The Caribbean island nations of Barbados and Saint Lucia have agreed on the delimitation of maritime boundary between their two countries. The agreement reached last week was brokered with the legal and technical assistance of the Commonwealth Secretariat.
Under the United Nations Convention of the Law of the Sea, all coastal states are entitled to an exclusive economic zone of 200 nautical miles. However, the close proximity of Barbados and Saint Lucia, which are less than 100 nautical miles apart, meant that the two countries had to formally agree the boundary between their respective exclusive economic zones.
Following the meetings last week, heads of delegation for the two countries underlined in a joint statement that the outcome of the negotiations “bear testimony to the spirit of cordiality and good-neighbourliness” that underpinned the agreement. The delegations were accompanied and supported by Rosemarie Cadogan, Legal Adviser from the Commonwealth Secretariat.
Joshua Brien, Head of Oceans and Natural Resources at the Commonwealth Secretariat, said: 'This treaty will provide certainty and ensure that both countries are able to manage their ocean space and natural resources. It also provides the foundation for both countries to develop ocean-based industries and their blue economy potential.'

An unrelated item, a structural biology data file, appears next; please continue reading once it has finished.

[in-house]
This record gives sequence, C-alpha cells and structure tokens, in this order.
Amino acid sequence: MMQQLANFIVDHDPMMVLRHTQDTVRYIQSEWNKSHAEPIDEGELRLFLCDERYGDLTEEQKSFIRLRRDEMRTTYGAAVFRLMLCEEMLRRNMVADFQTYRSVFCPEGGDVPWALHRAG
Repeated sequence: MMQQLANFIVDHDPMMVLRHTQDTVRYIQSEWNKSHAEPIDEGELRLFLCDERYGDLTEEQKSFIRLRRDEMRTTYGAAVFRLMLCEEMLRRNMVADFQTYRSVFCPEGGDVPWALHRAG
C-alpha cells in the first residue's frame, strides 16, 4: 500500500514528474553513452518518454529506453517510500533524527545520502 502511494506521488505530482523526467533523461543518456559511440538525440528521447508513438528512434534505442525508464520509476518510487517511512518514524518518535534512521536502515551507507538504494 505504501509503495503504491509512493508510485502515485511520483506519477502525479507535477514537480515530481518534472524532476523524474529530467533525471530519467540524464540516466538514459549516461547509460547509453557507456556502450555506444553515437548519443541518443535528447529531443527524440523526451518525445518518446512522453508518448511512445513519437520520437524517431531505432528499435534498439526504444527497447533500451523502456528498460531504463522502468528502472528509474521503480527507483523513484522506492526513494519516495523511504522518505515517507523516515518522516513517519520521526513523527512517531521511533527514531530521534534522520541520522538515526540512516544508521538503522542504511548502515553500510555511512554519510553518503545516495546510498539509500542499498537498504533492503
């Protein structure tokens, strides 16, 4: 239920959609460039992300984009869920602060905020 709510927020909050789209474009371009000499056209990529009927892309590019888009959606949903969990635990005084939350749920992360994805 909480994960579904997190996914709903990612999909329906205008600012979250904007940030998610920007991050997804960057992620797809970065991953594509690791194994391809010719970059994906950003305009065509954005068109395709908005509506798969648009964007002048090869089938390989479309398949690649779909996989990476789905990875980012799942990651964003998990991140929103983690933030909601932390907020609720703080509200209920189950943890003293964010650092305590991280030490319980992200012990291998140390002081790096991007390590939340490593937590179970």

The delegations from Barbados and Saint Luca were joined by officials from Saint Vincent and the Grenadines, who had concluded similar negotiations with Barbados in August 2015 with the support of the Commonwealth Secretariat.
The Barbados delegation was led by Ambassador Robert Morris, Barbados’ High Commissioner to Saint Lucia. The delegations of Saint Lucia and Saint Vincent and the Grenadines were headed respectively by Dr June Soomer, Ambassador of Saint Lucia to CARICOM and the OECS and Commander David Robin, Director, Maritime Administration of Saint Vincent and the Grenadines.
For nearly three decades, the Commonwealth Secretariat has provided advice to its member countries to help them establish maritime boundary agreements and exercise their rights under international law. Over the past five years, this has led to the successful settlement of 14 maritime boundaries throughout the Commonwealth.
Pictured from left to right: Dr June Soomer, Ambassador of Saint Lucia to CARICOM and the OECS, Ambassador Robert Morris, Barbados’ High Commissioner to Saint Lucia, and Commander David Robin, Director, Maritime Administration of Saint Vincent and the Grenadines.